U.S. Senate Once Again Rejects Paycheck Protection Act

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By Ilyse Wolens Schuman

As expected, U.S. Senate supporters of the Paycheck Fairness Act (S. 2199) failed to muster the 60 votes needed to advance the bill to a floor vote.

This bill would have, among other things:

  • Expanded damages available under the Equal Pay Act (EPA) to include potentially unlimited compensatory and punitive awards for wage discrimination;
  • Weakened an employer’s ability to raise the “factor other than sex” affirmative defense in a wage discrimination case; eased the requirements for bringing a class action lawsuit under the EPA;
  • Made it unlawful for an employer to prevent employees from discussing or comparing salaries; and,
  • Imposed additional compensation reporting requirements on employers.

Despite vote, the issue isn’t dead

The measure needed an additional six (6) votes to ensure filibuster-proof consideration.

The failure of the Paycheck Fairness Act does not mean the issue is dead. To the contrary, pay equity will be an enduring issue through the November elections.

As discussed in a recent Littler Workplace Policy Update, President Obama recently signed two measures aimed at taking certain provisions of the Paycheck Fairness Act and applying them to federal contractors.

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Executive Orders tackle elements of the bill

One Executive Order — Non-Retaliation for Disclosure of Compensation Information – makes it unlawful for contractors to retaliate against employees who disclose their pay information.

The second executive action was a Presidential Memorandum – Advancing Pay Equality Through Compensation Data Collection – directing the U.S. Department of Labor to issue regulations within 120 days that will require federal contractors and subcontractors to submit to the Labor Department summary data on the compensation paid their employees, including data by sex and race.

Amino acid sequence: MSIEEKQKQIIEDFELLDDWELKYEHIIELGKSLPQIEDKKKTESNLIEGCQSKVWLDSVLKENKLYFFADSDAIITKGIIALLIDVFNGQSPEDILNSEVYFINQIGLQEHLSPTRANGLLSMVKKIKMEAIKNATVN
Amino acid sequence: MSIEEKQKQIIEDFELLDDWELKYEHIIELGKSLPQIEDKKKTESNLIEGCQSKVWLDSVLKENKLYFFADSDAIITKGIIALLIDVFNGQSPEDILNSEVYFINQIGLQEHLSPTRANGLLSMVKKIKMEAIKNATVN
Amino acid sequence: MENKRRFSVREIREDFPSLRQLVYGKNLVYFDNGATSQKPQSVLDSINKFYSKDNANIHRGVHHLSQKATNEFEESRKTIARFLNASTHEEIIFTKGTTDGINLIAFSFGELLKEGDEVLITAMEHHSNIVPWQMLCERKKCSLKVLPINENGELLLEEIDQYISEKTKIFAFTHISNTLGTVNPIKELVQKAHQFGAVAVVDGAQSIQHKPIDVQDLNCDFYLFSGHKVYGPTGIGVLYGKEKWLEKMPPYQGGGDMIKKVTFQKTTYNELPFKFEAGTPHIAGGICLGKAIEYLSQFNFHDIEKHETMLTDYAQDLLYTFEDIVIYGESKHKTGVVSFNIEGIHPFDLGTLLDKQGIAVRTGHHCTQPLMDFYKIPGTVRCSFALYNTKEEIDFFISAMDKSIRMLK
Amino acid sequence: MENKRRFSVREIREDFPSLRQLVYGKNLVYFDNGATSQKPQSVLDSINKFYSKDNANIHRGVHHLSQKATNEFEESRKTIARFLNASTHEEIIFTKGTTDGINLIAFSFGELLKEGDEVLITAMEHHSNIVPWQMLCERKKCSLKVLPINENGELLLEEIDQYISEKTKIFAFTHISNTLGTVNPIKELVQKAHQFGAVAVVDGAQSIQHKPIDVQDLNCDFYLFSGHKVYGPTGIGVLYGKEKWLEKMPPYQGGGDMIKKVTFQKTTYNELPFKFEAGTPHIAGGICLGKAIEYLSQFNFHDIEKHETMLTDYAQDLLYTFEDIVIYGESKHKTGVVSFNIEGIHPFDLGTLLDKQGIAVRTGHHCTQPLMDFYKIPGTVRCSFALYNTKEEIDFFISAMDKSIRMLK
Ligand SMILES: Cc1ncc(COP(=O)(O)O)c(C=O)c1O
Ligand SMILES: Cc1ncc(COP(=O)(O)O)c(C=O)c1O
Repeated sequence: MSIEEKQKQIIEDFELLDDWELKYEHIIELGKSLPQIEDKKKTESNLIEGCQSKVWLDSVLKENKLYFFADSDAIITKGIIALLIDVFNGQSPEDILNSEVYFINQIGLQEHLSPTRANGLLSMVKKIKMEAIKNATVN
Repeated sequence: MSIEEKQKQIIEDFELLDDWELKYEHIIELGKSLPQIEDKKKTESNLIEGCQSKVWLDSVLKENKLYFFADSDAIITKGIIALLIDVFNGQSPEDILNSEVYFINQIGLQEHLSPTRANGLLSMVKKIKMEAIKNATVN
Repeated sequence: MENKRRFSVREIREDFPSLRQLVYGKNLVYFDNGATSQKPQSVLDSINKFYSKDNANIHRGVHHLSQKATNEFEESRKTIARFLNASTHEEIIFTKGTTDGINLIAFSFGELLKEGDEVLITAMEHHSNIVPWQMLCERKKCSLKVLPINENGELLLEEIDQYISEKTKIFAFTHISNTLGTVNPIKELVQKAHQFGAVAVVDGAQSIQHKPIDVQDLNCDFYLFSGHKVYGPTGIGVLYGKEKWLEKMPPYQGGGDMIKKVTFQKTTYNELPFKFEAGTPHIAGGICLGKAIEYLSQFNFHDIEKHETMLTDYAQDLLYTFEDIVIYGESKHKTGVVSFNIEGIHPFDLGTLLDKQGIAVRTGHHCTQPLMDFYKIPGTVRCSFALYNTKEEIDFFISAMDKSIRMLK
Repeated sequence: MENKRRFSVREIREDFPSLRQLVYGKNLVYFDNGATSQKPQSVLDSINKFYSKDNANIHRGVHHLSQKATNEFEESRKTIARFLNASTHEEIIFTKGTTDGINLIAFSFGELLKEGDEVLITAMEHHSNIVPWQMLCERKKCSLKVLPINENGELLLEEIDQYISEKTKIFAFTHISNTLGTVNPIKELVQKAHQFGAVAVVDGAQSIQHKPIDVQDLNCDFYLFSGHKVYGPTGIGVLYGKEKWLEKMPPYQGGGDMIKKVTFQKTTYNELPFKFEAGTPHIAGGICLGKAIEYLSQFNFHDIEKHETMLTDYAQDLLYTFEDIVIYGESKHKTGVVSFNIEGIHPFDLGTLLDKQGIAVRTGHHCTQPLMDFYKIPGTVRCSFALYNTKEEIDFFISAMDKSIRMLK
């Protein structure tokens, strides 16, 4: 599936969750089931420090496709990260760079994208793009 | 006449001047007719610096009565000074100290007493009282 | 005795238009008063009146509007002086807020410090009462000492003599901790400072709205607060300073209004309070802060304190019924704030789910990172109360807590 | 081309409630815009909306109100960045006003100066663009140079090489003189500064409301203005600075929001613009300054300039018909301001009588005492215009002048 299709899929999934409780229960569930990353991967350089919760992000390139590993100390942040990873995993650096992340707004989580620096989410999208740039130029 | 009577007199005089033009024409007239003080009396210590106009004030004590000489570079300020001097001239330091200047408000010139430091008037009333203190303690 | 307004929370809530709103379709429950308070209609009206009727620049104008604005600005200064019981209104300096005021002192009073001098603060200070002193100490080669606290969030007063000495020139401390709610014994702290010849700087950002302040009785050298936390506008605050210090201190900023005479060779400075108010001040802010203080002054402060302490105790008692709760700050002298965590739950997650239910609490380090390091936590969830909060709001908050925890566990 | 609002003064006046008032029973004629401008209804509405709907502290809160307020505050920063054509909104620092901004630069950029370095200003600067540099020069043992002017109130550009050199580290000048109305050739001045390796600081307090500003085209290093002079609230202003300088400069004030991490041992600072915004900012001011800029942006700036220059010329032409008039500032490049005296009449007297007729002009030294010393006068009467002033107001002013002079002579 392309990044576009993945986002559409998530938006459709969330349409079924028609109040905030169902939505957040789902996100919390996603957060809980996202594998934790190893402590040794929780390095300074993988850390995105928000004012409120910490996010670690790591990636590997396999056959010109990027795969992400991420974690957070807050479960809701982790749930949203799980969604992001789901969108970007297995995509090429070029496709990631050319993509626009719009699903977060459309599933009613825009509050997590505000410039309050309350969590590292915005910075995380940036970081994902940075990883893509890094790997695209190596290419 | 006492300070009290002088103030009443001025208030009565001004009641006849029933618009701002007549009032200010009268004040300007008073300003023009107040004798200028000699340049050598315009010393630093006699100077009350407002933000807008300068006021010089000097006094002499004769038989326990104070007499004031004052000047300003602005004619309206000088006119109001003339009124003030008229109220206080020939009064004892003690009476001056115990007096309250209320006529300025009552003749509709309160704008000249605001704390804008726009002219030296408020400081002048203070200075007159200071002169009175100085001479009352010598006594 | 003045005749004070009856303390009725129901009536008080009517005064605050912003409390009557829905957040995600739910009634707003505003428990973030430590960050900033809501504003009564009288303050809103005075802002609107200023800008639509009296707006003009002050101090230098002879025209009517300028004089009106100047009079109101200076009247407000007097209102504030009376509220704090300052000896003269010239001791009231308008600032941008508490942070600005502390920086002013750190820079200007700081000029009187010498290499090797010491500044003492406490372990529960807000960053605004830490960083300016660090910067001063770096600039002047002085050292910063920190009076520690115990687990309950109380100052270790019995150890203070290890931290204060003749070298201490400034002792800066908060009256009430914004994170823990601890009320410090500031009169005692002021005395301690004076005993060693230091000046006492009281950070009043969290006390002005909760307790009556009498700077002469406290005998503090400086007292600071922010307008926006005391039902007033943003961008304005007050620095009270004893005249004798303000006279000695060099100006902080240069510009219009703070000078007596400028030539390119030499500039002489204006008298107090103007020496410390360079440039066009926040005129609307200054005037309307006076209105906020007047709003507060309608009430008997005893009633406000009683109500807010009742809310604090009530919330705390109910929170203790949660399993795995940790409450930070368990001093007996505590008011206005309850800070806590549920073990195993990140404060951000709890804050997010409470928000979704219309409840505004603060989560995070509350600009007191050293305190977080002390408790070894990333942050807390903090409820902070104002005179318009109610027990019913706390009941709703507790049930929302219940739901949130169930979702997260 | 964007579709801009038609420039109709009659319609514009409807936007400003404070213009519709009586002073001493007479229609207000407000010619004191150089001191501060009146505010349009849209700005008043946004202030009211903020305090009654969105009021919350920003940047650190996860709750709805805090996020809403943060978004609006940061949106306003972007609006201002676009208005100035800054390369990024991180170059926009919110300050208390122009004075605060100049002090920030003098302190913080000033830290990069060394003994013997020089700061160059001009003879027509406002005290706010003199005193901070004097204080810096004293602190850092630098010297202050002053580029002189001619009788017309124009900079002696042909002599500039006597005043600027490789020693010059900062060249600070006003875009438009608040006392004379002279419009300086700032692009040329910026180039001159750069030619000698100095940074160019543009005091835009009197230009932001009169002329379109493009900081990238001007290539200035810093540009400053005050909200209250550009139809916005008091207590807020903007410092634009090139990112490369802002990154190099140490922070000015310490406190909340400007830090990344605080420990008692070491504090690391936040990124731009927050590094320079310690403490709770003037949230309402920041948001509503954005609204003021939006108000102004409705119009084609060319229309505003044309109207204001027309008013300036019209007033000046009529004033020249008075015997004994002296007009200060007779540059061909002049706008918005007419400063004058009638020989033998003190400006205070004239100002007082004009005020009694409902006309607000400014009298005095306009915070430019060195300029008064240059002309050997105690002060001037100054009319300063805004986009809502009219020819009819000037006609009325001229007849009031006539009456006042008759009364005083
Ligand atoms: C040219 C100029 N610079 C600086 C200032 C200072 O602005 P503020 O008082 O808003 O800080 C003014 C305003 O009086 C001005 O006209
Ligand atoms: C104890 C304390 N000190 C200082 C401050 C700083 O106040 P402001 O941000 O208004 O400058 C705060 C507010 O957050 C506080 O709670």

The Senate’s symbolic consideration of the Paycheck Fairness Act will no doubt be used as a talking point by many policymakers as election season heats up.

This was originally published on Littler Mendelson’s Workplace Policy Update blog© 2014 Littler Mendelson. All Rights Reserved. Littler®, Employment & Labor Law Solutions Worldwide® and ASAP® are registered trademarks of Littler Mendelson, P.C.

Ilyse W. Schuman is a shareholder in the Washington, D.C. office of Littler Mendelson. She provides strategic counsel and representation to clients on a broad array of workplace issues and developments in Congress and executive branch federal agencies.

She is a member of the firm's Government Affairs practice and works with employers in multiple industries, including trade associations. She also leads the firm's Legislative and Regulatory practice.

A former top congressional staffer and policy advisor, Ilyse worked on the Senate Committee on Health, Education, Labor and Pensions from 2001 to 2008, serving as minority staff director and chief counsel. She began her work in the Senate as chief labor counsel for Senator Mike Enzi on the Subcommittee on Employment, Safety and Training, where she led legislative and oversight activities.

After leaving the Senate, Schuman joined a leading trade association of electro-industry manufacturers as vice president, where she served as managing director of the Medical Imaging and Technology Alliance, the collective voice of medical imaging equipment manufacturers. Additionally, she served as in-house counsel at a manufacturer and market and technology leader, where she advised the company on human resource matters. In law school, she was a member of the Journal of Law and Policy in International Business.

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